Moving your data analytics to the cloud isn’t so easy

If you dream of modernizing data warehouses—and data marts—in the new platform of the cloud, watch out: It’s not as easy as you might think

Moving your data analytics to the cloud isn’t so easy
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It doesn’t take a genius to understand that the data warehouses and data marts of the past were of little use. Their data was typically too old, the processing too cumbersome, and the costs too high.

Today’s cloud-based data analytics have the ability to do things in real time, databases can operate at the “speed of need,” and even small enterprises can bind data analytics processing with the latest “cool kids” technology such as machine learning and predictive algorithms.

I don’t want to rain on this parade, but it turns out the path to cloud-based data analytics is a longer and harder road than many enterprises projected. As a result, failures are beginning to come up on my radar as IT encounters cost overruns, the technology fails to meet expectations, and just the sheer volume of data proves problematic. Here’s why.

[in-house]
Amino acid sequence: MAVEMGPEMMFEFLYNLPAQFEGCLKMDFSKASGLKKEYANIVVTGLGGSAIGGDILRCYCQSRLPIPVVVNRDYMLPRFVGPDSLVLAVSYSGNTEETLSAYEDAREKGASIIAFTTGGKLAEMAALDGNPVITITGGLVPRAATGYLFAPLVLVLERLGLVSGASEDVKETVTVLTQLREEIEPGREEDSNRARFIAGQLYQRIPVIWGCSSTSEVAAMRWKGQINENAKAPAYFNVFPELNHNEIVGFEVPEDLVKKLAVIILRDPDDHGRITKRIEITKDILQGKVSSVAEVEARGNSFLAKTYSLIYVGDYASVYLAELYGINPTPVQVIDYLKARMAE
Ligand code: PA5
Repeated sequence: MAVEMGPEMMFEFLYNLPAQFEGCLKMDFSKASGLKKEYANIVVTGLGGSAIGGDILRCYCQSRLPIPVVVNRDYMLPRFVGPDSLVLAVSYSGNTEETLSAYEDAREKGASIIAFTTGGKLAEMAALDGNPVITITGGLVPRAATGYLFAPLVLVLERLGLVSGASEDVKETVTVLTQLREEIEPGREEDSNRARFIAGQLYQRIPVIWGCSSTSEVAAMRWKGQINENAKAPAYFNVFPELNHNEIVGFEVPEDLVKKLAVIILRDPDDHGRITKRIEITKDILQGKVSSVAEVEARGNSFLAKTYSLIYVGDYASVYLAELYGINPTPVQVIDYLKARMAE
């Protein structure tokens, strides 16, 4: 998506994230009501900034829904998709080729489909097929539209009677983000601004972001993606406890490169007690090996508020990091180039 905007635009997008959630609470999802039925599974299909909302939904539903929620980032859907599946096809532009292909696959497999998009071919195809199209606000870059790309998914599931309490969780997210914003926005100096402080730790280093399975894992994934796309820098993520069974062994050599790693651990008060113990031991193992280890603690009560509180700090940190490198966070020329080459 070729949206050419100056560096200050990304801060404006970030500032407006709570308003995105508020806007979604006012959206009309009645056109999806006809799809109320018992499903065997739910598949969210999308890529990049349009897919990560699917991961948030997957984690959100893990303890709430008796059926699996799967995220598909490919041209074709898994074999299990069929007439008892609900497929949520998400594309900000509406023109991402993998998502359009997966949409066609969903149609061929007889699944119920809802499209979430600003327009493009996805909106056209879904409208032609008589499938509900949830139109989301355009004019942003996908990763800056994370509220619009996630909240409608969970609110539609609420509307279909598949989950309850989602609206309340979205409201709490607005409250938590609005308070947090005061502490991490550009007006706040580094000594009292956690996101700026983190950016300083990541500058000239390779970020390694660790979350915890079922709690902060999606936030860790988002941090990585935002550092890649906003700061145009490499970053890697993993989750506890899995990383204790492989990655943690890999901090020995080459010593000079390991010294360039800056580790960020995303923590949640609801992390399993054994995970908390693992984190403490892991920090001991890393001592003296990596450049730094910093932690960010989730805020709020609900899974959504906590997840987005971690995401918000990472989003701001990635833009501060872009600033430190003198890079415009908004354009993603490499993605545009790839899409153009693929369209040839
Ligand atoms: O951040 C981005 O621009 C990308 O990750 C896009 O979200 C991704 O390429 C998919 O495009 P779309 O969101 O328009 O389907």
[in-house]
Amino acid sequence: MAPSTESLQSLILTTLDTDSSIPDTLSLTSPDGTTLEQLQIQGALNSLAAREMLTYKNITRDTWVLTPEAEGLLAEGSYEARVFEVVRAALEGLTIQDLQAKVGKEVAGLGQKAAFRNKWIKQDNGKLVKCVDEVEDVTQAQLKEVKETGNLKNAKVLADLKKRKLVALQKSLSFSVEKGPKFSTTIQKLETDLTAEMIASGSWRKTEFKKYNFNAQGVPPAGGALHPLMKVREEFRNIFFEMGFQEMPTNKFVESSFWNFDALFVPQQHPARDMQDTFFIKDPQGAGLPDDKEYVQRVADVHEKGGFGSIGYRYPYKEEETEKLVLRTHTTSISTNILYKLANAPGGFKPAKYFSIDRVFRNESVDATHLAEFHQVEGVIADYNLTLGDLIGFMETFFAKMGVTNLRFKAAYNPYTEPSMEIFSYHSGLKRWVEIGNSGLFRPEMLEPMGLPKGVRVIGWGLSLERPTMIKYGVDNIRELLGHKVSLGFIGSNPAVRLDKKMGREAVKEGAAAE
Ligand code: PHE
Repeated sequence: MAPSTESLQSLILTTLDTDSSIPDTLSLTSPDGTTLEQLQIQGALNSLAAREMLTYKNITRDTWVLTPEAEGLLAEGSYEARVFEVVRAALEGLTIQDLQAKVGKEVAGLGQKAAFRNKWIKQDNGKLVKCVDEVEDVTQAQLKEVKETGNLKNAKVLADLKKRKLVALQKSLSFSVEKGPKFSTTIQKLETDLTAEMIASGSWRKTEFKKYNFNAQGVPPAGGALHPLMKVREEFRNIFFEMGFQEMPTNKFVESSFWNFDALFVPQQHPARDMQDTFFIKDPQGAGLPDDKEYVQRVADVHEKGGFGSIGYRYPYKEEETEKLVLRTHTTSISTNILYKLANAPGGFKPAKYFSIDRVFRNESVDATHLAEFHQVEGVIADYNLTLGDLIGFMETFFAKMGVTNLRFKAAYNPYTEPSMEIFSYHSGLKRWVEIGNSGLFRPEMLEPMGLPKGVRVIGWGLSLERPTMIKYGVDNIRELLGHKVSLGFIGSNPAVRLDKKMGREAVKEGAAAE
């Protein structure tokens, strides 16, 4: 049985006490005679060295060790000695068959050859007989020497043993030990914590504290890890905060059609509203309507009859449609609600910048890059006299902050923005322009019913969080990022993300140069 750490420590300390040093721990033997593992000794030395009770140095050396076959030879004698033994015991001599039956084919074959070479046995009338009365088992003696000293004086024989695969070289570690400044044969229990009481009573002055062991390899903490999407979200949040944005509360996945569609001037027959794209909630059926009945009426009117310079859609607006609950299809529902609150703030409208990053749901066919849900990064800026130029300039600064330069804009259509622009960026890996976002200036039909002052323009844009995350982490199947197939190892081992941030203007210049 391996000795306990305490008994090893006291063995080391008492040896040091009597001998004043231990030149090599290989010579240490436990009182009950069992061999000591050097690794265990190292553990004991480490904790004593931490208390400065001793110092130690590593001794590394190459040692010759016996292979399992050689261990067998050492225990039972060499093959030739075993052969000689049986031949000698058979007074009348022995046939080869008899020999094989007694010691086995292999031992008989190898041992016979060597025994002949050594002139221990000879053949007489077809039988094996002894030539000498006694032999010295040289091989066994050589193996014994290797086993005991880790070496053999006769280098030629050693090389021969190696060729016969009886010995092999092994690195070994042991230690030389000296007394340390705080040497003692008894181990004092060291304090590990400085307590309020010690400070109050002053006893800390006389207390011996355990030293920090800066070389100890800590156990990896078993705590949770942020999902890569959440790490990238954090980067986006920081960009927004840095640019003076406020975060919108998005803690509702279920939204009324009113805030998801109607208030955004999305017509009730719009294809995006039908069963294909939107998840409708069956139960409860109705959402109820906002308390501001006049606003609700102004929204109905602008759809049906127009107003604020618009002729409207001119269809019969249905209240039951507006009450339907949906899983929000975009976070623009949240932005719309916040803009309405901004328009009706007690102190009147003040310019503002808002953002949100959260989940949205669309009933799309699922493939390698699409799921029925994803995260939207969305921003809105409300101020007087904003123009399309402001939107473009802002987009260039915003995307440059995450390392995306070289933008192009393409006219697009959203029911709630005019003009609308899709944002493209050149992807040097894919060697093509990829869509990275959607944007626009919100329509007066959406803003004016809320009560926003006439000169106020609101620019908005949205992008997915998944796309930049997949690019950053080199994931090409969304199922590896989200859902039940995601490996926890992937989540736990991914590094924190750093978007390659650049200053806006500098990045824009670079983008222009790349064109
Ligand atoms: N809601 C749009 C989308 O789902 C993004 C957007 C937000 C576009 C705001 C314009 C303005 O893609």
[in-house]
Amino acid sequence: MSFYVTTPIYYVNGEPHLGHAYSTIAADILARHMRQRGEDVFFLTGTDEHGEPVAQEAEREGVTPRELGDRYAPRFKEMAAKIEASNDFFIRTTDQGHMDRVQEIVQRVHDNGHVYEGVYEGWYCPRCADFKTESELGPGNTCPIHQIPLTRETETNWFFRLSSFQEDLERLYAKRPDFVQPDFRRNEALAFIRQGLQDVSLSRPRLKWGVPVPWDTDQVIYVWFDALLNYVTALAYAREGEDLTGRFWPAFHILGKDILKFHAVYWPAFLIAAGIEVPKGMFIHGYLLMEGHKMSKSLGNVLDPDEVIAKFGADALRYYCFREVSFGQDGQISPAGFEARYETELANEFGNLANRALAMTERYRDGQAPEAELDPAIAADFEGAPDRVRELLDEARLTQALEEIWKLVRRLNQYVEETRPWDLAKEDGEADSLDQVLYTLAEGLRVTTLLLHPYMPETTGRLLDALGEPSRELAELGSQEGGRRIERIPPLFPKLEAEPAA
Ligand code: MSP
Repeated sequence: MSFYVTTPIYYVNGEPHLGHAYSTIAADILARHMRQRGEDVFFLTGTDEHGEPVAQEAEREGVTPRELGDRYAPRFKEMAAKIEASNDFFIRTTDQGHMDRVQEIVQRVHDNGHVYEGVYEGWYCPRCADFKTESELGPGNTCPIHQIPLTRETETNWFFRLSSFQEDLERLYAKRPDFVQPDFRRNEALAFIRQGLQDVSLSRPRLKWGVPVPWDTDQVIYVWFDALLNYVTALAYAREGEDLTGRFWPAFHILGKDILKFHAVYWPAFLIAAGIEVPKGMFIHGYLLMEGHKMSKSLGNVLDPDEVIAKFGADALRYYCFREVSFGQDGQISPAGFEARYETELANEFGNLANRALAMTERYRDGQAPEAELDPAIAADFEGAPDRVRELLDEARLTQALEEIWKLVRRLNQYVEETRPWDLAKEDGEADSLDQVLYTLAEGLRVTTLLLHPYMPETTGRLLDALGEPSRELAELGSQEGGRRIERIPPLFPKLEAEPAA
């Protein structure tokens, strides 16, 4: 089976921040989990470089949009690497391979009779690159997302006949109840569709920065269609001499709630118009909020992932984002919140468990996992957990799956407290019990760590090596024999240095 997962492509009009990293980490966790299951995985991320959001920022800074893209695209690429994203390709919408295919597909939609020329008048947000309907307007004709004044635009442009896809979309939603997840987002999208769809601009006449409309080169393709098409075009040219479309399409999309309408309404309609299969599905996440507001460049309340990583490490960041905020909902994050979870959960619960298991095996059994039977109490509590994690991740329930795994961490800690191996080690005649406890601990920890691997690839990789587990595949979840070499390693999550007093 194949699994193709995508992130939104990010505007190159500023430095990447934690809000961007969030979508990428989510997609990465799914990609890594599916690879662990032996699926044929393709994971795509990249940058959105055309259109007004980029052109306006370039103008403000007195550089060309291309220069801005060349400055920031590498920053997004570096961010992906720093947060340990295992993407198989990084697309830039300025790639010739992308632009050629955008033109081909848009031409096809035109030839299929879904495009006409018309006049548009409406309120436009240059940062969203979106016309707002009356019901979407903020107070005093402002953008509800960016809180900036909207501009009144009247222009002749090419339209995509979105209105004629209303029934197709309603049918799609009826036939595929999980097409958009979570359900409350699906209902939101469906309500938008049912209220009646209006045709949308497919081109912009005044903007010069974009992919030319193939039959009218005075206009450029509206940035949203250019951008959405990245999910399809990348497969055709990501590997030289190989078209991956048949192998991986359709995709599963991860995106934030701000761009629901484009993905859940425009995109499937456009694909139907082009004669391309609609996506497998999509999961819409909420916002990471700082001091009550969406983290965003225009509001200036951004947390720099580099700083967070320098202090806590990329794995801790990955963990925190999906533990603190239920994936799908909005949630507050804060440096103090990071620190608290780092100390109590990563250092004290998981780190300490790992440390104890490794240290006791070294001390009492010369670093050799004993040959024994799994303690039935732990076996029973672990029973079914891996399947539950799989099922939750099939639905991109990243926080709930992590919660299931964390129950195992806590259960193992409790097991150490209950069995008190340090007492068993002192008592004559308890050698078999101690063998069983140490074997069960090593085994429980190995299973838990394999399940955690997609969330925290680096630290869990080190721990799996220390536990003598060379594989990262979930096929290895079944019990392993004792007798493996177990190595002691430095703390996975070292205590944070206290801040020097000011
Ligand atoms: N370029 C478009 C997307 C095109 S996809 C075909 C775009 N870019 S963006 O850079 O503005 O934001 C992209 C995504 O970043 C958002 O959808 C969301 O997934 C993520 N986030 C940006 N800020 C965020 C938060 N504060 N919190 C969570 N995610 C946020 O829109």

First, the transfer of data from enterprises to the public cloud is a bigger chore than anticipated, exacerbated by the largely manual nature of the work. AWS, Google, Microsoft, and others have their own technology for doing this, such as AWS’s Snowball. However, even with such tools, going through the processes to move several petabytes of data is tricky, to say the least.

Second, data integration is still an issue in the cloud; moving the data doesn’t magically solve your integration challenges. Also, systems of record may still remain on premises, and so need to be synced with the data now stored in the cloud in a timely manner to get up-to-date results. This means using a mix of old and new data-integration technologies and setting up processes that include data movement and structure transformation.

Finally, the cloud-based analytics databases themselves are complex and difficult to configure. Some of that complexity is due to the security subsystems in the database; these are necessary but must be figured out in the context of the database and data analytics. This security must also be systemic with the rest of the systems the data analytics systems touch, both in the cloud and on premises—and that can mean most of the other operational systems that need to feed analytics in real time.

Although these cloud analytics challenges can all be overcome, it’s up to IT to understand the level of effort may actually be an 8 out of 10, when it thought (or more likely was told) that it would be a 5 out of 10.

As a result, be prepared for projects to take longer, budgets to deplete faster, and the (perceived) failures to rise due to these issues.